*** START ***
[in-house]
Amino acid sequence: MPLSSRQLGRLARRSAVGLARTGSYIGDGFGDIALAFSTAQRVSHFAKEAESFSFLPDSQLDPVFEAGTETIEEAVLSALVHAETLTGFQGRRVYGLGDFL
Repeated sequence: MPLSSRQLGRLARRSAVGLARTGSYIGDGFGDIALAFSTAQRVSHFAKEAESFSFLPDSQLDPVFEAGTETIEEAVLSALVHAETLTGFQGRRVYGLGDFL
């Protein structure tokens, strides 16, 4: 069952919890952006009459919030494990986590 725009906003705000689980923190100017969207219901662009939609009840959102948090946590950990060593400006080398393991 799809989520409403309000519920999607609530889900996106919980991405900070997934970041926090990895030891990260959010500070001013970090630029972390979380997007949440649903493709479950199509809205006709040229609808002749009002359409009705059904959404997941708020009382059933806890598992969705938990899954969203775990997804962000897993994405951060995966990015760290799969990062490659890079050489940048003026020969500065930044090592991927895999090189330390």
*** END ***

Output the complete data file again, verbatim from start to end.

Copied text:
[in-house]
Amino acid sequence: MPLSSRQLGRLARRSAVGLARTGSYIGDGFGDIALAFSTAQRVSHFAKEAESFSFLPDSQLDPVFEAGTETIEEAVLSALVHAETLTGFQGRRVYGLGDFL
Repeated sequence: MPLSSRQLGRLARRSAVGLARTGSYIGDGFGDIALAFSTAQRVSHFAKEAESFSFLPDSQLDPVFEAGTETIEEAVLSALVHAETLTGFQGRRVYGLGDFL
């Protein structure tokens, strides 16, 4: 069952919890952006009459919030494990986590 725009906003705000689980923190100017969207219901662009939609009840959102948090946590950990060593400006080398393991 799809989520409403309000519920999607609530889900996106919980991405900070997934970041926090990895030891990260959010500070001013970090630029972390979380997007949440649903493709479950199509809205006709040229609808002749009002359409009705059904959404997941708020009382059933806890598992969705938990899954969203775990997804962000897993994405951060995966990015760290799969990062490659890079050489940048003026020969500065930044090592991927895999090189330390």